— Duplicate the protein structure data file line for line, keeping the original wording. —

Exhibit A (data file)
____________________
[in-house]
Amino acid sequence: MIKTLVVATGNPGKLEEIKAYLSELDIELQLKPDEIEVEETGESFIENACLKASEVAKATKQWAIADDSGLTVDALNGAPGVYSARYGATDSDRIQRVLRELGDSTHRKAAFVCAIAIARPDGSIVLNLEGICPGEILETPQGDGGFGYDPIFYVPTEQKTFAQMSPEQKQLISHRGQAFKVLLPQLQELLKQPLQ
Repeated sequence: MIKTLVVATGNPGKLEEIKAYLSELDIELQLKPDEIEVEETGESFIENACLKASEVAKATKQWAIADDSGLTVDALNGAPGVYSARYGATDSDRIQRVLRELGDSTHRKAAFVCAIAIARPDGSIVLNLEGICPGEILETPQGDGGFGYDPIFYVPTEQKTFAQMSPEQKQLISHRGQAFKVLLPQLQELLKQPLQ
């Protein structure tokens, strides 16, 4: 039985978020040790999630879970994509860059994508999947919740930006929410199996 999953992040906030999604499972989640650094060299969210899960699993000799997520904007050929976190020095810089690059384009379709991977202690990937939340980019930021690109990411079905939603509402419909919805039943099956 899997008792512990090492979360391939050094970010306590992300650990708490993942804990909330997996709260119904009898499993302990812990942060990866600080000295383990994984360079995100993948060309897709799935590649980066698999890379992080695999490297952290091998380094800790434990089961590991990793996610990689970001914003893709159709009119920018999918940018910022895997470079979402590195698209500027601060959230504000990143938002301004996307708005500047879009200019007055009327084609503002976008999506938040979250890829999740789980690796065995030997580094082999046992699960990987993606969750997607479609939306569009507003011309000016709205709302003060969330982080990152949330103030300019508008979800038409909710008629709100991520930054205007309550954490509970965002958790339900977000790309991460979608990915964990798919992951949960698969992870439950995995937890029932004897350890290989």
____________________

[in-house]
Amino acid sequence: MIKTLVVATGNPGKLEEIKAYLSELDIELQLKPDEIEVEETGESFIENACLKASEVAKATKQWAIADDSGLTVDALNGAPGVYSARYGATDSDRIQRVLRELGDSTHRKAAFVCAIAIARPDGSIVLNLEGICPGEILETPQGDGGFGYDPIFYVPTEQKTFAQMSPEQKQLISHRGQAFKVLLPQLQELLKQPLQ
Repeated sequence: MIKTLVVATGNPGKLEEIKAYLSELDIELQLKPDEIEVEETGESFIENACLKASEVAKATKQWAIADDSGLTVDALNGAPGVYSARYGATDSDRIQRVLRELGDSTHRKAAFVCAIAIARPDGSIVLNLEGICPGEILETPQGDGGFGYDPIFYVPTEQKTFAQMSPEQKQLISHRGQAFKVLLPQLQELLKQPLQ
């Protein structure tokens, strides 16, 4: 039985978020040790999630879970994509860059994508999947919740930006929410199996 999953992040906030999604499972989640650094060299969210899960699993000799997520904007050929976190020095810089690059384009379709991977202690990937939340980019930021690109990411079905939603509402419909919805039943099956 899997008792512990090492979360391939050094970010306590992300650990708490993942804990909330997996709260119904009898499993302990812990942060990866600080000295383990994984360079995100993948060309897709799935590649980066698999890379992080695999490297952290091998380094800790434990089961590991990793996610990689970001914003893709159709009119920018999918940018910022895997470079979402590195698209500027601060959230504000990143938002301004996307708005500047879009200019007055009327084609503002976008999506938040979250890829999740789980690796065995030997580094082999046992699960990987993606969750997607479609939306569009507003011309000016709205709302003060969330982080990152949330103030300019508008979800038409909710008629709100991520930054205007309550954490509970965002958790339900977000790309991460979608990915964990798919992951949960698969992870439950995995937890029932004897350890290989």